# How can electric displacement vector field is equivalent to flux density on free space

"In free space, the electric displacement field is equivalent to flux density, a concept that lends understanding to Gauss's law".

Doesn't that meant that at free space $\vec D$ is equal to $\vec D = {\text{Total Flux} \over \text{Area} } = \frac{ \oint_s \vec E \cdot \hat n dS}{\oint_s dS} = \epsilon_0 \vec E$

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That doesn't look like the continuity equation to me. I'm pretty sure the continuity equation involves the current density J, not the flux density D. Besides that, isn't it div D = rho? –  Alfred Centauri Jul 6 '12 at 11:02
sorry ... i made mistake. but can you explain how $\vec D$ give flux density?? –  hasExams Jul 6 '12 at 11:03
I'm sorry, I'm just not sure what you you're asking. Perhaps you could provide a little more context? –  Alfred Centauri Jul 6 '12 at 11:16
I've never heard $\vec{D}$ called flux density before. It is usually called electric displacement. –  Siyuan Ren Jul 6 '12 at 13:19
@AlfredCentauri please check edit above –  hasExams Jul 6 '12 at 14:12

Basically, a charge produces a certain amount of electric flux, spread out over all possible directions going away from (or toward) that charge, just like a star produces a certain amount of luminous flux (light), spread out over all possible directions going away from the star. The density of the flux is the electric field in the case of the charge, and is the luminous intensity in the case of the star. As you move further away from the star, the luminous intensity decreases because the same amount of flux gets spread over a larger sphere, leading to the inverse-square law $I = P_s/4\pi r^2$, and the same happens with the electric flux, leading to the inverse-square law $\epsilon E = Q_\text{enc}/4\pi r^2$. This can be rearranged to a special case of Gauss's law for a spherical surface concentric with the charge.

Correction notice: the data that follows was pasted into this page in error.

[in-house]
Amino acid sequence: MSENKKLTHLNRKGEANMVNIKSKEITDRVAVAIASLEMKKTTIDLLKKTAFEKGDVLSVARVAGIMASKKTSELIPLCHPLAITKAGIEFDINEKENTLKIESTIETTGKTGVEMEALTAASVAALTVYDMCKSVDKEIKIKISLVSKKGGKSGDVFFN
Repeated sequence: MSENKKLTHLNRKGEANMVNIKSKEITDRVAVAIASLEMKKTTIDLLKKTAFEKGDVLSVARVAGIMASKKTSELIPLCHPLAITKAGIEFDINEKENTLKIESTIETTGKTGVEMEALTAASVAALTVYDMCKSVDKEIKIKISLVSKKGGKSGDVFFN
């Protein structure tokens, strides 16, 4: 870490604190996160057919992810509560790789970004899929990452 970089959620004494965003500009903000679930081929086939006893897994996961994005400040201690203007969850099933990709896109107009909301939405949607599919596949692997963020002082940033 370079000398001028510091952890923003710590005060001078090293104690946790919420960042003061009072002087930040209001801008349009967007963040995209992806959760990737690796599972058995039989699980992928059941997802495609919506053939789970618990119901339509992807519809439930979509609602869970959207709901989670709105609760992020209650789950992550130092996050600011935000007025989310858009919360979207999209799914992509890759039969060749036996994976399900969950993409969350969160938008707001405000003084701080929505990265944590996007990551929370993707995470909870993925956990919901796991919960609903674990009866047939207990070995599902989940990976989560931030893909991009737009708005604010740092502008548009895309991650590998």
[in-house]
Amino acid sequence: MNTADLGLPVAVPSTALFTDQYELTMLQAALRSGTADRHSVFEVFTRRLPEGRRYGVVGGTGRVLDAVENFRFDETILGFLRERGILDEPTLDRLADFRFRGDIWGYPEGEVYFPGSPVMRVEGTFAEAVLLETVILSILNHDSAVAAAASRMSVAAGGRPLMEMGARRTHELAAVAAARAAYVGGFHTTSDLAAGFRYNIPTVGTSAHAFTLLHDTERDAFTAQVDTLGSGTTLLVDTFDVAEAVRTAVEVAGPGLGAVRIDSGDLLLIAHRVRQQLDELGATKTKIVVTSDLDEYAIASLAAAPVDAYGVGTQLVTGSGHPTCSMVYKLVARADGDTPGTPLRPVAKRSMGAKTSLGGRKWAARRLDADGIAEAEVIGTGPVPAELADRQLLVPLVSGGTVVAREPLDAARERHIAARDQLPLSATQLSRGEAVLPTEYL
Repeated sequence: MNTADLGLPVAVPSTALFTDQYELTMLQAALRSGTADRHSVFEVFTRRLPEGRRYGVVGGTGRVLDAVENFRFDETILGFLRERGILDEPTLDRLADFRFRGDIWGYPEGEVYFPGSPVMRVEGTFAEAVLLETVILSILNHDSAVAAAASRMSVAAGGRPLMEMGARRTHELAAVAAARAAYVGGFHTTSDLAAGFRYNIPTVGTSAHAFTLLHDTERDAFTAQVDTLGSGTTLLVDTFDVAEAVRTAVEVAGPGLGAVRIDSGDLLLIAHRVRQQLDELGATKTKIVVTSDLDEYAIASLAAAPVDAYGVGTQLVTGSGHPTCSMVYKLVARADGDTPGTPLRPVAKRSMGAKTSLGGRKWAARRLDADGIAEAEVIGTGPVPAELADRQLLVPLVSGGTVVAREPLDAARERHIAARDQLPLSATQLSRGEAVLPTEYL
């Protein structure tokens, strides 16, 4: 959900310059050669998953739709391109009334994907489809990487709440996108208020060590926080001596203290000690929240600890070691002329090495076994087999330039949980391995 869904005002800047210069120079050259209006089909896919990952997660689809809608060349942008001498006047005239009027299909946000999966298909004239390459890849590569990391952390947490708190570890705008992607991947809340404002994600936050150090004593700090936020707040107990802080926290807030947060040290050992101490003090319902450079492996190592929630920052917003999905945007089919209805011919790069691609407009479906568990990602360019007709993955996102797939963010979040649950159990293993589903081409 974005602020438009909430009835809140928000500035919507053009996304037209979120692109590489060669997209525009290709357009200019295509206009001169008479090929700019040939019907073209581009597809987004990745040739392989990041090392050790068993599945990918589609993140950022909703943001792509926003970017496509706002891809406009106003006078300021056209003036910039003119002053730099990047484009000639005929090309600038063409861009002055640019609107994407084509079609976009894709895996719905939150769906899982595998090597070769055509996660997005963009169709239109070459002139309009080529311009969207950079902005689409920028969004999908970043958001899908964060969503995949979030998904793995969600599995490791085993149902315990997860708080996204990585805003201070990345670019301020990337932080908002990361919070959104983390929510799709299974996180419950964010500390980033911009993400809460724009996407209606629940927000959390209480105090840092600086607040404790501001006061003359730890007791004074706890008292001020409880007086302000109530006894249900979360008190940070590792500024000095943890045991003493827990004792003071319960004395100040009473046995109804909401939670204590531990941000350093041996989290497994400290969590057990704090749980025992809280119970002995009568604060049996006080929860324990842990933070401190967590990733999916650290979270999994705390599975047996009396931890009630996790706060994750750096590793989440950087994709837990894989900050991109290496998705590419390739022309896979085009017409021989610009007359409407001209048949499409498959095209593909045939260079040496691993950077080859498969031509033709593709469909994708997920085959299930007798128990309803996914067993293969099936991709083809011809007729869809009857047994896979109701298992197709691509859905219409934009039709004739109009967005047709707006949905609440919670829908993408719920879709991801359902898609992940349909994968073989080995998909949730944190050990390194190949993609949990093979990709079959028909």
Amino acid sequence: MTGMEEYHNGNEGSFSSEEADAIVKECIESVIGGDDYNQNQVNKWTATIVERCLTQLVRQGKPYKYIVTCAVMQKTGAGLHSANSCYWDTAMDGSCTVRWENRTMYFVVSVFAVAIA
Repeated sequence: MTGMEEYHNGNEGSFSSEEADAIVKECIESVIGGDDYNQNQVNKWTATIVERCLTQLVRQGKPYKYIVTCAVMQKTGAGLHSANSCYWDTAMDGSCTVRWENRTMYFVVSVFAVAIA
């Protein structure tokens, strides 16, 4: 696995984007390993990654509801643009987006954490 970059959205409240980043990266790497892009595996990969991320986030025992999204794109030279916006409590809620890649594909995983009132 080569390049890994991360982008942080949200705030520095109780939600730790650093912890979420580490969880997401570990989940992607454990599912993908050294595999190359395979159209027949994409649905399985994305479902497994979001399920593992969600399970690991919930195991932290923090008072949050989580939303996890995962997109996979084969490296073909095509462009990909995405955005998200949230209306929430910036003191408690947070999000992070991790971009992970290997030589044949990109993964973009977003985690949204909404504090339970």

I thin it makes quite clear "The density of the flux is the electric field in the case of the charge" ... now my problem reduces to unit. what makes $\vec D$ different from $\vec E$? Why would anyone formulate $\vec D$ when it can be trivially expressed with $\epsilon_0 \vec E$ or $\epsilon_0 \vec E + \vec P$ in dielectric. –  hasExams Jul 6 '12 at 18:11
$\vec{D}$ can be used to formulate Maxwell's equations in a medium. It'd be pretty awkward to always have to write out things like $\vec\nabla\times(\epsilon_0\vec{E} + \vec{P})$. Perhaps more importantly, it's just nice to not have to think about the polarization. –  David Z Jul 6 '12 at 19:42